18 February 2012

Biographical Sketches of the Signers of the Declaration of Independence representing New Jersey - Part 2


            Little is known about the early life of John Hart.  Even the date of his birth is in question.  The earliest claim is about 1707 while the latest appears to be 1714.[i]  All sources agree that his birth was in the small coastal town of Stonington, Connecticut and that he moved with his parents at an early age to Hopewell Township in Hunterdon County, New Jersey.  Young John became a farmer and married Deborah Scudder in 1740.[ii]  The couple would have thirteen children - helpers on their 380 acre farm in Hopewell.[iii]
            Hart entered into politics in 1761, at which time he became a member of the Provincial Assembly of New Jersey.  He served in this capacity until 1771.  Hart also served as a judge in the Hunterdon County Courts from 1768 until 1775, despite his lack of schooling in law.  He opposed the policies of the royal government and attended the New Jersey Provincial Congress from 1774 to 1776, and was elected Vice President of that body on 16 June 1776.  During this time, Hart also served as a member of the Committee of Safety on two separate occasions.[iv]  About the time of his appointment to Vice President of the New Jersey Provincial Congress, Hart and four others were chosen to replace the New Jersey delegates at the Continental Congress, meeting in Philadelphia.  Hart arrived in time to vote for independence, and signed the Declaration of Independence in August before returning to New Jersey.[v]
            Upon his return to New Jersey, Hart was elected to the state’s first General Assembly under their new constitution, where he accepted the speakership.  Hart was forced to flee very soon thereafter, however, as the British marched across New Jersey, chasing General Washington’s army to the Delaware River.  The British captured Patriots and destroyed property along the way, and Hart did not escape their wrath.  Hart’s family escaped and he went into hiding in the hills surrounding his land until the Battles of Trenton and Princeton had been decided in favor of the Americans, and the British army was vanquished from that part of the state.  When Hart returned to his estate, he found his house standing, but much of his property was otherwise destroyed.  Furthermore, Hart learned that his wife had taken ill in his absence and died.[vi]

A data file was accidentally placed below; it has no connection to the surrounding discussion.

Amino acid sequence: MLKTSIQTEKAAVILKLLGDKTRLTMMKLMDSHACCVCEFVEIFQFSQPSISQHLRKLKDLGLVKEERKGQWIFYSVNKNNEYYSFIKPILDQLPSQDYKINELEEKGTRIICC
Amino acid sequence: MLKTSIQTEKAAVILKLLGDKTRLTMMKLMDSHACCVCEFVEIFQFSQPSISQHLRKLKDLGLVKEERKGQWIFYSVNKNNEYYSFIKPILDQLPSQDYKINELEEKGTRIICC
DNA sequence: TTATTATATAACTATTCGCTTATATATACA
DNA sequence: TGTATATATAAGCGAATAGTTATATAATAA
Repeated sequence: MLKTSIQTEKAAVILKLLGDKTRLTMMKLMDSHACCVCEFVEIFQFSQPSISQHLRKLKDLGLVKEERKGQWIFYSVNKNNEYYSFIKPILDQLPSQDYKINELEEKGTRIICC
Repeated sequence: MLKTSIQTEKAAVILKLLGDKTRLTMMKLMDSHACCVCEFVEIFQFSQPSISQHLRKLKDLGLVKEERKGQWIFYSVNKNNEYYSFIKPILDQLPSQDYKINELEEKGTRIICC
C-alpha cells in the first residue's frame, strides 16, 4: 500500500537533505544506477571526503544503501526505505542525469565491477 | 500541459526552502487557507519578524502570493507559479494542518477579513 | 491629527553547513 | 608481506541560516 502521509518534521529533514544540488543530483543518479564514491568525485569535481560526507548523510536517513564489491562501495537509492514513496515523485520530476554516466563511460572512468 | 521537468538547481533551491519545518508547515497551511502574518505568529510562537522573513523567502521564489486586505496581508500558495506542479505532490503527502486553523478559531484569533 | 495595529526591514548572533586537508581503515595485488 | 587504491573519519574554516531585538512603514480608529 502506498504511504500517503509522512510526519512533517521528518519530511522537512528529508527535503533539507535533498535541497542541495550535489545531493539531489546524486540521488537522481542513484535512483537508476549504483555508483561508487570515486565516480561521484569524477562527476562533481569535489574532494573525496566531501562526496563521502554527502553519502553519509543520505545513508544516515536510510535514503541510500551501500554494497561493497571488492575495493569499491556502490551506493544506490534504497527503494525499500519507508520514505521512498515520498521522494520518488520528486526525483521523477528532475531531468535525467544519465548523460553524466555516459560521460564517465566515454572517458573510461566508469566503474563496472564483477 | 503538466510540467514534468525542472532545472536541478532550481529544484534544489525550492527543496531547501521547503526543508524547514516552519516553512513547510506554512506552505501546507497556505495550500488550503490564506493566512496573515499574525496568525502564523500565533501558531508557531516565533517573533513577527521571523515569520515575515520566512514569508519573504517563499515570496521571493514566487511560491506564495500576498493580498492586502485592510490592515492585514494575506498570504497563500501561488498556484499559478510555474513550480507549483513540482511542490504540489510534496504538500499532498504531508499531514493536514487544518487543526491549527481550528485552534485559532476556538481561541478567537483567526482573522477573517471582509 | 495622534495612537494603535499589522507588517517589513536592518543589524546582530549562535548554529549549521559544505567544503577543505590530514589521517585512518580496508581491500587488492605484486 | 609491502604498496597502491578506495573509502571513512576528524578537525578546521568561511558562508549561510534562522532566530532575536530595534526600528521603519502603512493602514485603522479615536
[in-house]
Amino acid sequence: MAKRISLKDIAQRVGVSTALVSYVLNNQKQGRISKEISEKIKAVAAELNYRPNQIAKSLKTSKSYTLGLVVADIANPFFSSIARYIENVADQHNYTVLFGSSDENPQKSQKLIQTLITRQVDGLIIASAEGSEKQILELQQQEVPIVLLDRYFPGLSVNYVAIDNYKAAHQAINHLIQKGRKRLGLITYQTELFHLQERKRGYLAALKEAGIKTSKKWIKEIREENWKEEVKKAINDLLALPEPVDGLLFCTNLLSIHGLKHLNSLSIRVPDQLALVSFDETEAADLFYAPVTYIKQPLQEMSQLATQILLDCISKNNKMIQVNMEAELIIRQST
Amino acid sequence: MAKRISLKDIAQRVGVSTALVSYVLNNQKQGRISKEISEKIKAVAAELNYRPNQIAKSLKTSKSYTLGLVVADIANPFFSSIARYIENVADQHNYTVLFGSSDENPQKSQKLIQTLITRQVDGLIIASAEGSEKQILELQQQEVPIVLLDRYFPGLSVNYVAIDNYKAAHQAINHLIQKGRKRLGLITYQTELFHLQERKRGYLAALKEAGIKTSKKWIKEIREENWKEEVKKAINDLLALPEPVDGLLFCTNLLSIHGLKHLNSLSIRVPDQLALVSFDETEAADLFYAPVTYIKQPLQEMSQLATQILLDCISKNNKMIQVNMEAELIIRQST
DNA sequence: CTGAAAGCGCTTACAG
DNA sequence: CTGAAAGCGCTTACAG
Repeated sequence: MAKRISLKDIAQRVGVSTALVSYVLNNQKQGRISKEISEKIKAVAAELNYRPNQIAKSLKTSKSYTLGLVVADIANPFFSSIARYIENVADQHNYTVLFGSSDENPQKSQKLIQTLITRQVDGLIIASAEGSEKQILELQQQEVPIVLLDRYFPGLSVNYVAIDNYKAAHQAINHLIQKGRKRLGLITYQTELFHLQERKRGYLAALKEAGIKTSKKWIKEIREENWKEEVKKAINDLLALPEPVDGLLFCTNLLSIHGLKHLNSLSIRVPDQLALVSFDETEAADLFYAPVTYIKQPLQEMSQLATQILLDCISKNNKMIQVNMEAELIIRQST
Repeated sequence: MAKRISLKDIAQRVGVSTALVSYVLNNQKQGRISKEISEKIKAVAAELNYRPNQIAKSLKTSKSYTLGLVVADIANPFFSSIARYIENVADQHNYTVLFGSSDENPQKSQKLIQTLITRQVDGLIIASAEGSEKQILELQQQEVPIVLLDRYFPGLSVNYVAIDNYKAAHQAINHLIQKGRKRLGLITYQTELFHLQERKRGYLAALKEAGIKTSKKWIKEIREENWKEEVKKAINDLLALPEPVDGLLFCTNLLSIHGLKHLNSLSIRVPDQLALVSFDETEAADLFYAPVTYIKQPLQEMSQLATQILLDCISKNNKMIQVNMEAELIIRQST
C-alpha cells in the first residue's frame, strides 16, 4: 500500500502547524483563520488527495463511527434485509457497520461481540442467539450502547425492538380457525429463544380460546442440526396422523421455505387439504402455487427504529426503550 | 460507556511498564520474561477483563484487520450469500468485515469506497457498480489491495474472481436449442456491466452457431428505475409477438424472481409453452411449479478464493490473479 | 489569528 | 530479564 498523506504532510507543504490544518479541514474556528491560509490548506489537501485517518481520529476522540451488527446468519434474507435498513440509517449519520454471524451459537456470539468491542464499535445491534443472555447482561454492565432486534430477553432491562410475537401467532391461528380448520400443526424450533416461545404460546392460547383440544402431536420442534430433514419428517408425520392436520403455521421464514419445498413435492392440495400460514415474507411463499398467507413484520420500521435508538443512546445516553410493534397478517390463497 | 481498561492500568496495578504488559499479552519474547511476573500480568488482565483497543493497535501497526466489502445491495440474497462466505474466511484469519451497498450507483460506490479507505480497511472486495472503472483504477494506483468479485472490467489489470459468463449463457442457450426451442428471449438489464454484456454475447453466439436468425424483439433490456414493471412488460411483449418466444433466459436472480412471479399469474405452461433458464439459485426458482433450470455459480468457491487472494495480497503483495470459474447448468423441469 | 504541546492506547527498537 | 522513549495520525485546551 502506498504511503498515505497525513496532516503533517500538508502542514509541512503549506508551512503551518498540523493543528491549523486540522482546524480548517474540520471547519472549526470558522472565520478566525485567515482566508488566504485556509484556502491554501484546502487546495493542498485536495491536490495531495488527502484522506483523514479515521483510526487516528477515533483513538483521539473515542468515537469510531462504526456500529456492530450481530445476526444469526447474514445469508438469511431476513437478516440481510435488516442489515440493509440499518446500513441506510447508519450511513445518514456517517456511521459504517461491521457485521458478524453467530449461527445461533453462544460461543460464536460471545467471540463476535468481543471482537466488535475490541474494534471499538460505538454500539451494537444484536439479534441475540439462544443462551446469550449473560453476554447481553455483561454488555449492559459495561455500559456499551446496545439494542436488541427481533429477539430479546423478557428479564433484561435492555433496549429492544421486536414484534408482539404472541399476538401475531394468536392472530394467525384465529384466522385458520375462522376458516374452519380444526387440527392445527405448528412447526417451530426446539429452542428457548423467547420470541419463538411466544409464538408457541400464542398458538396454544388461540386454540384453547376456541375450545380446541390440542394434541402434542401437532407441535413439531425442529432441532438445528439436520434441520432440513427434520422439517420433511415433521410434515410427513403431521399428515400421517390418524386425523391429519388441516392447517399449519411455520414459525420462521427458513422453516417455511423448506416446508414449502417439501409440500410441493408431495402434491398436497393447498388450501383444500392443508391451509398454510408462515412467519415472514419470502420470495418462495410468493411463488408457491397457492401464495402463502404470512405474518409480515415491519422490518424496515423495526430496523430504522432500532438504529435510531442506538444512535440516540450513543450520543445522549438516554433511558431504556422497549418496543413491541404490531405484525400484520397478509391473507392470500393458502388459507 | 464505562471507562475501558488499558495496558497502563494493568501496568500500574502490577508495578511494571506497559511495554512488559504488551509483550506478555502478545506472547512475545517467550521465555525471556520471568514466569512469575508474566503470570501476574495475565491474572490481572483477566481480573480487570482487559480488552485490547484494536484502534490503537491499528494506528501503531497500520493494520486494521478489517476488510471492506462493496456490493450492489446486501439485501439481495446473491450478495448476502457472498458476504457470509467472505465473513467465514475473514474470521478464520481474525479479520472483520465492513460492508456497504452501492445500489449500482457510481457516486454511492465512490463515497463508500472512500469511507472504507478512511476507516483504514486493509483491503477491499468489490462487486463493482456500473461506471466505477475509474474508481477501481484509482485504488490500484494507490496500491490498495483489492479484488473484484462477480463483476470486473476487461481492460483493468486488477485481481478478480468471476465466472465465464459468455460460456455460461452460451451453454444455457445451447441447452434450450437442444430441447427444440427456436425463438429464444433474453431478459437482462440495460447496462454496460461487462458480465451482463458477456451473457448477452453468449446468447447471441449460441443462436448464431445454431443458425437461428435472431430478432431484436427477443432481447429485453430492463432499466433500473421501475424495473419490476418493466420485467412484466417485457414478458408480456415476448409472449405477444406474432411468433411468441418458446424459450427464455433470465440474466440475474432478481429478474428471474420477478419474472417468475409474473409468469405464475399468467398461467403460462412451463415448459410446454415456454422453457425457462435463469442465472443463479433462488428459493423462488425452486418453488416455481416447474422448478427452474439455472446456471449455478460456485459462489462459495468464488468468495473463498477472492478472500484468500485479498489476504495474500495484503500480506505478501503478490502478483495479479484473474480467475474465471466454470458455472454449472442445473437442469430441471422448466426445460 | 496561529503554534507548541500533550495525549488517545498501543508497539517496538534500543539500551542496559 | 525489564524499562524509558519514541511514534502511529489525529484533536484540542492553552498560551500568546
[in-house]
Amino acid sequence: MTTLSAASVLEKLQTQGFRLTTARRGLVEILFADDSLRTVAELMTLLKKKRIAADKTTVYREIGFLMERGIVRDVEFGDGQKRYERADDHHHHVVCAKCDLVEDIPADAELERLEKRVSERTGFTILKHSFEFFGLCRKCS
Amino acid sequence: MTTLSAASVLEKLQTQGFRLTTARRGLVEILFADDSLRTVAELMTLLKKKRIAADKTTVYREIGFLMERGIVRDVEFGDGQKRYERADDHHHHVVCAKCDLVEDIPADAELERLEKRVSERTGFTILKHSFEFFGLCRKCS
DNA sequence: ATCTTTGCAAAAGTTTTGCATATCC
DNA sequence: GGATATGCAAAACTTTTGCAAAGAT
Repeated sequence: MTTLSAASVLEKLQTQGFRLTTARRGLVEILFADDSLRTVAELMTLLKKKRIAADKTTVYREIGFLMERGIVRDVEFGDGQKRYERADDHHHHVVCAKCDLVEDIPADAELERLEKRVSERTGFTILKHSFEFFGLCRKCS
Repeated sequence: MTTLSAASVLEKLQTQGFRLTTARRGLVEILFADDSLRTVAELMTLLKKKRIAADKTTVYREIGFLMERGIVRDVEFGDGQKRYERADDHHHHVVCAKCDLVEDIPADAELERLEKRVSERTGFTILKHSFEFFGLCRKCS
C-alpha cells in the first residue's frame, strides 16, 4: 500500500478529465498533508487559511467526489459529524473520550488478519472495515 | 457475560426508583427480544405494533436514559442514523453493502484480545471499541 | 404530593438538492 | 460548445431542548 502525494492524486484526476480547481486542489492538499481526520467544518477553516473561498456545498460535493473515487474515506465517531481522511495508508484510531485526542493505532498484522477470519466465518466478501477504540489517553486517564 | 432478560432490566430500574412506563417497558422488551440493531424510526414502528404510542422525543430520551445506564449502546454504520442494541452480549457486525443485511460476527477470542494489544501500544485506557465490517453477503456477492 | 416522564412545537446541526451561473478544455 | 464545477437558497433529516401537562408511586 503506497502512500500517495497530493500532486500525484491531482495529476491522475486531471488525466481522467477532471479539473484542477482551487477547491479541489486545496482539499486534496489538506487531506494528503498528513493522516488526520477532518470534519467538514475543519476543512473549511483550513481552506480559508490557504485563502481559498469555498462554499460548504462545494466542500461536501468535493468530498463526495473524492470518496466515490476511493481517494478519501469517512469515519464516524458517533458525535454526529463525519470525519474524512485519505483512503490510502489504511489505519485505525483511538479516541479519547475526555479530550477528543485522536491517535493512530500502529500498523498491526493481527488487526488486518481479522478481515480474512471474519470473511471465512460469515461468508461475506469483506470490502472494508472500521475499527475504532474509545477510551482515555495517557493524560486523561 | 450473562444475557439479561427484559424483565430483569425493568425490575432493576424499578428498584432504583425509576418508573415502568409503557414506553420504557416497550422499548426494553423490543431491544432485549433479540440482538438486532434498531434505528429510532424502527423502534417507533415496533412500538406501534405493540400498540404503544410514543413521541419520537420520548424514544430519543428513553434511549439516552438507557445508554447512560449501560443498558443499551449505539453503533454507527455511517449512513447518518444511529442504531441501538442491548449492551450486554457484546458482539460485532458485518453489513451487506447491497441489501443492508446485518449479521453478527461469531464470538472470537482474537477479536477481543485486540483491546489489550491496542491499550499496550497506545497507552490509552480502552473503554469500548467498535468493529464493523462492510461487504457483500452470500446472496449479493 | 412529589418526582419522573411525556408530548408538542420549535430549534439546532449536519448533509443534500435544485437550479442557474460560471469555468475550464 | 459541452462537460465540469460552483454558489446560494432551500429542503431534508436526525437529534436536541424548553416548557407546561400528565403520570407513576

Hart remained in the service of his country as speaker of the New Jersey General Assembly until 1778, while simultaneously serving on the New Jersey Council of Safety.  He retired in ill health and died shortly thereafter, on 11 May 1779, at Hopewell.  Hart is buried at the Baptist Meeting House in Hopewell, New Jersey.  An obituary published in the New Jersey Gazette of 19 May 1779 noted that his death was “regretted and lamented” and that his character and contributions would “ensure lasting respect to his memory.”

The grave marker of John Hart in the Baptist Meeting House Cemetery in Hopewell, New Jersey.
                                                                                                                      Photos by: Dan Silva

[i]  The earliest claim is found on the website Colonial Hall, on the page John Hart by John Vinci, http://colonialhall.com/hart/hart.php (accessed February 18, 2012) while the latest is found in Lossing, Benson J. Biographical Sketches of the Signers of the Declaration of American Independence. New York: Derby & Jackson, 1859 on page 87.

[ii] National Park Service. Biographical Sketches of the Signers of the Declaration of Independence - John Hart. July 4, 2004. http://www.nps.gov/history/history/online_books/declaration/bio17.htm  (accessed February 18, 2012).

[iii] Cunningham, John T. Five Who Signed. Trenton: NJ Historical Commission, 1975; 17.

[iv] Biographical Dictionary of the United States Congress. http://bioguide.congress.gov/scripts/biodisplay.pl?index=H000288 (accessed February 18, 2012) and Cunningham, 17.

[v] National Park Service.

[vi] Ibid.

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